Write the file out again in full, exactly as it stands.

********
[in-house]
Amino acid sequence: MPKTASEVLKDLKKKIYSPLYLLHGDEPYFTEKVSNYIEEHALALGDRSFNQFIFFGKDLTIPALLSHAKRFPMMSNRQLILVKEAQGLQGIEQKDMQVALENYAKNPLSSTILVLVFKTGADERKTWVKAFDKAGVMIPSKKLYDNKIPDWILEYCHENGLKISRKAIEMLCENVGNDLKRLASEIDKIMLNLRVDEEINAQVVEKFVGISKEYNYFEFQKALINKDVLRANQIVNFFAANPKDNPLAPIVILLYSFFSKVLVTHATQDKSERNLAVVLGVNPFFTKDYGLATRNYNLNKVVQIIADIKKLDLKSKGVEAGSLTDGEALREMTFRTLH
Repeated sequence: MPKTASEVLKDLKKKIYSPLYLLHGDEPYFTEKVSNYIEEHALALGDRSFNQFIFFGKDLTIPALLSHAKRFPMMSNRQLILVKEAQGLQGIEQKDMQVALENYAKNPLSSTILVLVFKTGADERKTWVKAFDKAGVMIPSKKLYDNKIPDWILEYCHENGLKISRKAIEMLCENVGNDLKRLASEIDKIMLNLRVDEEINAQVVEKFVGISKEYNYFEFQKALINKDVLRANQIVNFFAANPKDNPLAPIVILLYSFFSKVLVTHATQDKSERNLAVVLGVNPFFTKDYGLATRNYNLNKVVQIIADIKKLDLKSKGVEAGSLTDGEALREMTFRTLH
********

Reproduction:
[in-house]
Amino acid sequence: MPKTASEVLKDLKKKIYSPLYLLHGDEPYFTEKVSNYIEEHALALGDRSFNQFIFFGKDLTIPALLSHAKRFPMMSNRQLILVKEAQGLQGIEQKDMQVALENYAKNPLSSTILVLVFKTGADERKTWVKAFDKAGVMIPSKKLYDNKIPDWILEYCHENGLKISRKAIEMLCENVGNDLKRLASEIDKIMLNLRVDEEINAQVVEKFVGISKEYNYFEFQKALINKDVLRANQIVNFFAANPKDNPLAPIVILLYSFFSKVLVTHATQDKSERNLAVVLGVNPFFTKDYGLATRNYNLNKVVQIIADIKKLDLKSKGVEAGSLTDGEALREMTFRTLH
Repeated sequence: MPKTASEVLKDLKKKIYSPLYLLHGDEPYFTEKVSNYIEEHALALGDRSFNQFIFFGKDLTIPALLSHAKRFPMMSNRQLILVKEAQGLQGIEQKDMQVALENYAKNPLSSTILVLVFKTGADERKTWVKAFDKAGVMIPSKKLYDNKIPDWILEYCHENGLKISRKAIEMLCENVGNDLKRLASEIDKIMLNLRVDEEINAQVVEKFVGISKEYNYFEFQKALINKDVLRANQIVNFFAANPKDNPLAPIVILLYSFFSKVLVTHATQDKSERNLAVVLGVNPFFTKDYGLATRNYNLNKVVQIIADIKKLDLKSKGVEAGSLTDGEALREMTFRTLH